Raptor Safari will be our focus over the next few months, but we will continue development on Blurst itself! There are new website features in the pipeline that we’ll launch, and we’ll do our best to support our community as we work on Raptor Safari. If you have purchased Raptor Safari, or the game bundle, you will have access to development builds throughout development, as well as a copy of the final release. Buy now before the price goes up! ;)
We’ll announce more details about schedule, platforms, and all of that jazz before too long. In the meantime, thank you very much for being a fan, for playing our games, and we hope you’re as excited about Blurst’s future as we are!
The first of many plaudits is draped on Captain Forever. All is right in the world.
We proselytize about this game often; a few words about its design.
In Captain Forever, the player constructs a ship. That ship is then tested against algorithmically generated ships that drift slowly through the game’s infinite playfield. Scavenging the parts of destroyed ships, your ship grows and evolves. There are ten levels of girder, thruster, and guns – on a scale from green to white. The game always sends some ships of a much higher level into the fray, providing that oh-crap-time-to-run kind of feeling. Green is prey, white is terror. As in Spore, skillful play enables you to later be that massive ship, fearlessly preying on smaller and weaker ships. The feeling of mastery over previously mighty enemies rarely so delightful.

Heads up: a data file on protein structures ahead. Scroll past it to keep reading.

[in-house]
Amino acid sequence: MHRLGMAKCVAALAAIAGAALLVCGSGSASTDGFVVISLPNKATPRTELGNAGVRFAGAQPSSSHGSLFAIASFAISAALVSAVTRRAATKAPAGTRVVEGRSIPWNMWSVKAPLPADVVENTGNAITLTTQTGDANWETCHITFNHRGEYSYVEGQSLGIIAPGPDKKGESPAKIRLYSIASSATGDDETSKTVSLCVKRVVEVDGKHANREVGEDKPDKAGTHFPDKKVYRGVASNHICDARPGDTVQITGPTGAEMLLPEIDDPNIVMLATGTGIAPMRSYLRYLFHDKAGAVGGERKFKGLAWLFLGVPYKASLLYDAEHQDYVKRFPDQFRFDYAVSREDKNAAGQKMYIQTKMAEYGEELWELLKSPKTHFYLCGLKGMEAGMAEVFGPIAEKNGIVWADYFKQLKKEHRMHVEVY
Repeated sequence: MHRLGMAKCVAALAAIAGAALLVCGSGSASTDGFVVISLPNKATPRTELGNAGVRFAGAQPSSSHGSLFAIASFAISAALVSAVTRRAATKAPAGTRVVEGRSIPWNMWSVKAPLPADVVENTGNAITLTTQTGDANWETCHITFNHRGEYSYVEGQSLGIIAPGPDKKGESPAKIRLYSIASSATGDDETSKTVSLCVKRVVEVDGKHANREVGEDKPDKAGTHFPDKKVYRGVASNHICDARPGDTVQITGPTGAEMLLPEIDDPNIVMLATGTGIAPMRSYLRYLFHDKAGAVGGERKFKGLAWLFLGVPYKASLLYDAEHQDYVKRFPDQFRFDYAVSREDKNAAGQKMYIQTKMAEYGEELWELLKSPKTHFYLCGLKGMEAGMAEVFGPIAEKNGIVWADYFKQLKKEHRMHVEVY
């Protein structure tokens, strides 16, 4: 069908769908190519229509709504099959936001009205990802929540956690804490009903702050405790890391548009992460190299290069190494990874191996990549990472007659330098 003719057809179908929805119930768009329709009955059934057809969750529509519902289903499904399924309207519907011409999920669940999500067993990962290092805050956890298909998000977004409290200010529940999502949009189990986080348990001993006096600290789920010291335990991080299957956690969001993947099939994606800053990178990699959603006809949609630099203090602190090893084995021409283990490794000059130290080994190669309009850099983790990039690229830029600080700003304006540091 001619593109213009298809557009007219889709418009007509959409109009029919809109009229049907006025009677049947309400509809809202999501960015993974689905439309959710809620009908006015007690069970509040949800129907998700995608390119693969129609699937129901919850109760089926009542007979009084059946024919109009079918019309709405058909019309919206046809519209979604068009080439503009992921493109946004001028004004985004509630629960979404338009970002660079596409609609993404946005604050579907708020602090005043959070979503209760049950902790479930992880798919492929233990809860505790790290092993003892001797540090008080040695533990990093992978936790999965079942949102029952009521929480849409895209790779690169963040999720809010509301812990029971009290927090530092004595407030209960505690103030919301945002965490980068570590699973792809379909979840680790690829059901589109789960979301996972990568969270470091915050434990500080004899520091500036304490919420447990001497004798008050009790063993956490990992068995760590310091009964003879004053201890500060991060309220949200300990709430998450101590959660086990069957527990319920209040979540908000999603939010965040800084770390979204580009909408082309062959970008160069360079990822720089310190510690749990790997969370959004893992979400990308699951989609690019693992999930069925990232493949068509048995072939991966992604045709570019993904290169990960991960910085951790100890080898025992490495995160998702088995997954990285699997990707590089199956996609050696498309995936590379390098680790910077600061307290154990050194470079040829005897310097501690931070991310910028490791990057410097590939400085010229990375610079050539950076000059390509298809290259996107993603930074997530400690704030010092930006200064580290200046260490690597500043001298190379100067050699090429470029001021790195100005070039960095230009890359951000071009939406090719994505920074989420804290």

As a soundbite, Captain Forever is what I wanted Spore to be. Not the intricate simulation, but what most excited me about Spore: meaningful construction. The placement of parts on your ship has a deep, satisfying impact on how effective that ship will be in the ecosystem of the game. It also has an immediate, visceral impact on the feel of control. A well-constructed ship both feels good to control and is effective in the game. It’s a perfect marriage of construction and utility, a perfect balance between skill and construction. There are so many strategies and so many ways to build an effective ship. Depending on your construction, you may adopt a new style of play. Or you may see a particular ship you want to attack, and quickly rebuild to a more optimized battle configuration. It’s so fluid; building happens in the middle of battle. The marriage of construction and play is seamless and simultaneous. The game’s ecosystem is perfect in conveying meaning to your construction.
The game is an epic moment generator. As you fly around, there is running internal monologue: can I defeat that ship? Will it be worth the damage I’ll sustain? How does that ship stack up against my current construction? Can I destroy that ship without damaging the parts I want? What will my ship be if I get those pieces? Sometimes an attack on a massive ship many levels higher than you will result in the destruction of most of your ship. But sometimes you’re able to worm your way into the innards of that ship, a parasite, and chip away at its core until it succumbs. A fight might take five minutes to complete. And then a mad scramble to rebuild before the next massive enemy frigate rolls through. First girders, then steering jets, then a gun of some kind. You must always be ready to zip away, and that means having a balanced controllable ship at all times.